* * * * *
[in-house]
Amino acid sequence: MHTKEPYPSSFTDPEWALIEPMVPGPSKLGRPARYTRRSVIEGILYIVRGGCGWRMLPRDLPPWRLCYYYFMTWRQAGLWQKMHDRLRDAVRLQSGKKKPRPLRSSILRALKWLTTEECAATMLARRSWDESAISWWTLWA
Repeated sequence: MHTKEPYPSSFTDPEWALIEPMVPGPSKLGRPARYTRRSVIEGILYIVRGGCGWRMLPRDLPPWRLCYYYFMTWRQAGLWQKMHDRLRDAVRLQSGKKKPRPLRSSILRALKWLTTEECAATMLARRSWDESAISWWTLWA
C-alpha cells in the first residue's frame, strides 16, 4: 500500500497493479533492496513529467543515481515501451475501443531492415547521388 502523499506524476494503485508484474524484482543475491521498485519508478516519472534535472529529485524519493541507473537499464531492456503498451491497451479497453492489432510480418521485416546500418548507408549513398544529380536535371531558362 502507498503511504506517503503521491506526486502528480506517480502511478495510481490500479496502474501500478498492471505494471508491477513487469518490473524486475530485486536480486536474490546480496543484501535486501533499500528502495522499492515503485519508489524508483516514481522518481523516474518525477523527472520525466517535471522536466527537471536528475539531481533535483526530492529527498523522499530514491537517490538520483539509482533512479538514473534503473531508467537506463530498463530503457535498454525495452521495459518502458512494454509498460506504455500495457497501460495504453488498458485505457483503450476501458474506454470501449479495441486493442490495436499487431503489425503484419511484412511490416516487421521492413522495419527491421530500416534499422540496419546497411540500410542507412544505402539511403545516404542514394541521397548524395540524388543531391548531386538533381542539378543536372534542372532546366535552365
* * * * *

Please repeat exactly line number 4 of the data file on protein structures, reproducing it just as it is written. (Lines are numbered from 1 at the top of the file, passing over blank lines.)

C-alpha cells in the first residue's frame, strides 16, 4: 500500500497493479533492496513529467543515481515501451475501443531492415547521388 502523499506524476494503485508484474524484482543475491521498485519508478516519472534535472529529485524519493541507473537499464531492456503498451491497451479497453492489432510480418521485416546500418548507408549513398544529380536535371531558362 502507498503511504506517503503521491506526486502528480506517480502511478495510481490500479496502474501500478498492471505494471508491477513487469518490473524486475530485486536480486536474490546480496543484501535486501533499500528502495522499492515503485519508489524508483516514481522518481523516474518525477523527472520525466517535471522536466527537471536528475539531481533535483526530492529527498523522499530514491537517490538520483539509482533512479538514473534503473531508467537506463530498463530503457535498454525495452521495459518502458512494454509498460506504455500495457497501460495504453488498458485505457483503450476501458474506454470501449479495441486493442490495436499487431503489425503484419511484412511490416516487421521492413522495419527491421530500416534499422540496419546497411540500410542507412544505402539511403545516404542514394541521397548524395540524388543531391548531386538533381542539378543536372534542372532546366535552365